Concern over the growing number of animal disease crises. Outbreaks of swine flu, Ebola, SARS. Topics that headline the news, yet fade away to the background quickly when the most immediate threat subsides.
The World Health Organisation and the World Bank are alarmed because a pandemic could claim more victims than any war has ever done.
A staggering 75% of all bacteria or viruses that make people ill are of animal origin, these are so-called zoonoses.
Animals become sick because of the way they are kept by humans. And humans become sick because of the way animals are kept.
Because of the unnatural manner in which massive numbers of animals are kept ad because farmers want the animals to grow quickly, the livestock and aquaculture sectors liberally and arbitrarily sprinkle antibiotics before the animals are even ill. The result is that the animals’ immune systems are compromised and bacteria become desensitised to all antibiotics. Nearly all the chicken meat and nearly half of the veal in the Netherlands is infected with the multi-resistant ESBL bacteria. And over half of the cultivated fish and seafood, such as tiger prawns and tilapia from Southeast Asia, is infected with multi-resistant bacteria.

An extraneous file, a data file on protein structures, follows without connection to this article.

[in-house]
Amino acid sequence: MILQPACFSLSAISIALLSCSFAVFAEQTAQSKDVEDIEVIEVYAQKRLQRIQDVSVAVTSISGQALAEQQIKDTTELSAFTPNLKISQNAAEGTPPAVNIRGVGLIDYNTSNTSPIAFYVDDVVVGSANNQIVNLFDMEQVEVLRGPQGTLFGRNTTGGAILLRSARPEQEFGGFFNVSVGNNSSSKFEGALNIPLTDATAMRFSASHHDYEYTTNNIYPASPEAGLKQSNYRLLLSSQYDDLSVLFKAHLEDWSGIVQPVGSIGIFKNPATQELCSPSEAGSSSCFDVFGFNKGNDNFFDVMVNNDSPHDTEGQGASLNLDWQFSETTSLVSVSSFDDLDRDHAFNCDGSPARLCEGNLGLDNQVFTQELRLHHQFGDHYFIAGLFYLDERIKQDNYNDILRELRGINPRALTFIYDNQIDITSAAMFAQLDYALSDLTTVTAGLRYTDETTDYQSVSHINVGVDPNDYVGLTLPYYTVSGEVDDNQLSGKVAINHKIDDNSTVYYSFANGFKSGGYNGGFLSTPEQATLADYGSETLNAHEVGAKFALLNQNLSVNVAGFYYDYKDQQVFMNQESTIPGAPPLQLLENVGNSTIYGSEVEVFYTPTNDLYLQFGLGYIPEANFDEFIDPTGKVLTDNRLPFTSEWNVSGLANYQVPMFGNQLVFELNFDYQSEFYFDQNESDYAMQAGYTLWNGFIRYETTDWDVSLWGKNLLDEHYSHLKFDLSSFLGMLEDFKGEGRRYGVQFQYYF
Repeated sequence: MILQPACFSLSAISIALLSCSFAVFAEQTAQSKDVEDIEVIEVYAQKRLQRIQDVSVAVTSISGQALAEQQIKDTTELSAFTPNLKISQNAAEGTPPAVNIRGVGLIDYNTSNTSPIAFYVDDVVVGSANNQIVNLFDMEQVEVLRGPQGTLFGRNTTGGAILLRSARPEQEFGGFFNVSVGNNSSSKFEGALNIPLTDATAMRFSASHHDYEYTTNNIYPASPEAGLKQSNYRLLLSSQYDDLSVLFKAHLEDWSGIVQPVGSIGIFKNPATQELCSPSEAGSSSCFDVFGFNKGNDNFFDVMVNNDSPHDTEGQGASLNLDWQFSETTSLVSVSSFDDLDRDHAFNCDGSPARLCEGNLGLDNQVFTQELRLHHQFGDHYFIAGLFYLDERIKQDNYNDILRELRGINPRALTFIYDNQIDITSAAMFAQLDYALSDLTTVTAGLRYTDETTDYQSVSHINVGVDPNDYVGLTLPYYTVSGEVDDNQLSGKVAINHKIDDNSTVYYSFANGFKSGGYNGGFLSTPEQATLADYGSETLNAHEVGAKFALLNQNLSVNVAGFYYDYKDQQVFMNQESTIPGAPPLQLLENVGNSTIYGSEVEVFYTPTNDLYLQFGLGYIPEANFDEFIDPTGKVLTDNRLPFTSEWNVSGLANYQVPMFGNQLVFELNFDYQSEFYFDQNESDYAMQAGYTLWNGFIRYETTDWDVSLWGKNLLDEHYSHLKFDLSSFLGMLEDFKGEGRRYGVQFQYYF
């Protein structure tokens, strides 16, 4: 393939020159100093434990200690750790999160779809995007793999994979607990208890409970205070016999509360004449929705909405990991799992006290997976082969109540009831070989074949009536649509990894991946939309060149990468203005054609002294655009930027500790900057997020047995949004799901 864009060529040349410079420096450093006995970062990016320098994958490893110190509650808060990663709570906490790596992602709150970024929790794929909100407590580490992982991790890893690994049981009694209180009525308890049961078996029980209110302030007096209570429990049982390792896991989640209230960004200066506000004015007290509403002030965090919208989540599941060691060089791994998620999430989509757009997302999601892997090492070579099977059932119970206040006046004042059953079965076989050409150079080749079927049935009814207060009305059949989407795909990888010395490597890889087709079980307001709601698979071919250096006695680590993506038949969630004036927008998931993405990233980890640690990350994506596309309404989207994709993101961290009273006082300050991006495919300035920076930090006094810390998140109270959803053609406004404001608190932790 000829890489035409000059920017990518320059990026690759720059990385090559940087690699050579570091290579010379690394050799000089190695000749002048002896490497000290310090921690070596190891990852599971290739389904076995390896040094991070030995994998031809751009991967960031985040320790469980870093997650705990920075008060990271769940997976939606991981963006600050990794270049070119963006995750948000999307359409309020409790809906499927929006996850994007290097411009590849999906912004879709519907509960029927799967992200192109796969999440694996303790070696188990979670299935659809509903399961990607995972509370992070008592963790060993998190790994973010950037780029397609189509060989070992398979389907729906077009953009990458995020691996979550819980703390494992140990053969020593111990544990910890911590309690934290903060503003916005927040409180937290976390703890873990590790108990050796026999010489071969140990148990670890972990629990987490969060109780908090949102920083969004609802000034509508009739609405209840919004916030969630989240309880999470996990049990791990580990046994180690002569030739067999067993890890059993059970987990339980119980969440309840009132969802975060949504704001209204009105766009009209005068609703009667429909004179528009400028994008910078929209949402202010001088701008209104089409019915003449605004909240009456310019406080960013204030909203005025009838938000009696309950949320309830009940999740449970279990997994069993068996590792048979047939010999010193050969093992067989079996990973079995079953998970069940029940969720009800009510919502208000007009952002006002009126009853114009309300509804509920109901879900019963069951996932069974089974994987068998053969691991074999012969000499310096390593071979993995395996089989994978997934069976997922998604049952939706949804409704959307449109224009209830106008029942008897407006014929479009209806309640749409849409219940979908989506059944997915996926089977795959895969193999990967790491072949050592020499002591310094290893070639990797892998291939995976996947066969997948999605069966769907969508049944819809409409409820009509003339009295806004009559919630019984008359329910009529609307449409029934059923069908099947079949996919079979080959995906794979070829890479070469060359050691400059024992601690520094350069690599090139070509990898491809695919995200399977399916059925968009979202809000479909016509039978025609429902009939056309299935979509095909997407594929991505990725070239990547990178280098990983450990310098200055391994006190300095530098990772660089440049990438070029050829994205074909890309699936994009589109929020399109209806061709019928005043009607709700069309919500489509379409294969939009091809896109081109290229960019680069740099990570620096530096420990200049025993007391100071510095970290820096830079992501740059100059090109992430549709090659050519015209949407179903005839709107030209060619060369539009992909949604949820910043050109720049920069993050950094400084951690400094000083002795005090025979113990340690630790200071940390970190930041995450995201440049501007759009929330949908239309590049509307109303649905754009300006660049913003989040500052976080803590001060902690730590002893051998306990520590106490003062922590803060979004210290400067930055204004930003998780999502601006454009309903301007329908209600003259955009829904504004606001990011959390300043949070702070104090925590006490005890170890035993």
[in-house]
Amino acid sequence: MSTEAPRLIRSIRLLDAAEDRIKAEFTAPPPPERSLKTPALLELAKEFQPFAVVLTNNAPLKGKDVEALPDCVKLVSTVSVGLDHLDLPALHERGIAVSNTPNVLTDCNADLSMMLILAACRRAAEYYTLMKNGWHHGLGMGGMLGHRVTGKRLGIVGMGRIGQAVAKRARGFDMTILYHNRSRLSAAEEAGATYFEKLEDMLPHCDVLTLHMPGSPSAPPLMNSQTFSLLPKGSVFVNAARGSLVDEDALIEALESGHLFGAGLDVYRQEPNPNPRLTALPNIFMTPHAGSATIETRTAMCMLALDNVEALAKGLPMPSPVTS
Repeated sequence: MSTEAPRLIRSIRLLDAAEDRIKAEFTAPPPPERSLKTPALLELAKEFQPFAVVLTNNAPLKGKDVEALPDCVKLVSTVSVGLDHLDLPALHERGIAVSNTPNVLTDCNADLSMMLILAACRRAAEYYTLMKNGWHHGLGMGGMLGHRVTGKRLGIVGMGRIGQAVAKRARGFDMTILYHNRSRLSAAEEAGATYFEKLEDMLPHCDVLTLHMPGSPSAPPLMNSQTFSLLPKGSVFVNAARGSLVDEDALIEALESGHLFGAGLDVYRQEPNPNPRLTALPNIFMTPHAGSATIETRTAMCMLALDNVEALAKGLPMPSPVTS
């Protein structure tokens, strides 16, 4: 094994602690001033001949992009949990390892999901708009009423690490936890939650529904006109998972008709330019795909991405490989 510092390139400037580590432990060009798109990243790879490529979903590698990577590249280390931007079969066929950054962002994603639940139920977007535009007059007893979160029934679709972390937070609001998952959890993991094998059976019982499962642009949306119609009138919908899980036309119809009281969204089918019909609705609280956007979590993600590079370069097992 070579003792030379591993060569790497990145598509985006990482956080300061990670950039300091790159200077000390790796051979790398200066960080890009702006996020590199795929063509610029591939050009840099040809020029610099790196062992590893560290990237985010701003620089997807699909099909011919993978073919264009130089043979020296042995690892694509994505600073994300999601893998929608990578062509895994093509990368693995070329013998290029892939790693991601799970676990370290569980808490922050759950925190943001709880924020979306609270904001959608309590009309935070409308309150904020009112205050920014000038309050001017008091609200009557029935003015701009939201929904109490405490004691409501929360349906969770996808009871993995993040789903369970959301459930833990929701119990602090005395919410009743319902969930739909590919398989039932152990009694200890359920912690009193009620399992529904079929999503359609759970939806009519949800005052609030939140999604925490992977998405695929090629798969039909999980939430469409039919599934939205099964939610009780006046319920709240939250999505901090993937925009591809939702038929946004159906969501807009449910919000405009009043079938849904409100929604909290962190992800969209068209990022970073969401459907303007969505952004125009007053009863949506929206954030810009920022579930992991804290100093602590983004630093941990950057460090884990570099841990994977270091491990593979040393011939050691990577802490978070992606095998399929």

Animal diseases are of all times, but with our worldwide practices of keeping some 70 billion animals for consumption – 70 billion every year – we have created a ticking time bomb for pandemics of immeasurable scale. Viruses and bacteria can transmit to the human who looks after, transports, slaughters or eats the animal.
Professor Hans Zaaijer is Head of Department Blood-borne Infections at Sanquin Research, Amsterdam, since 2008. He is a medical doctor and medical microbiologist at the Academic Medical Center (AMC) in Amsterdam and professor of Blood-Transmitted Infections at the Faculty of Medicine of the University of Amsterdam (UvA).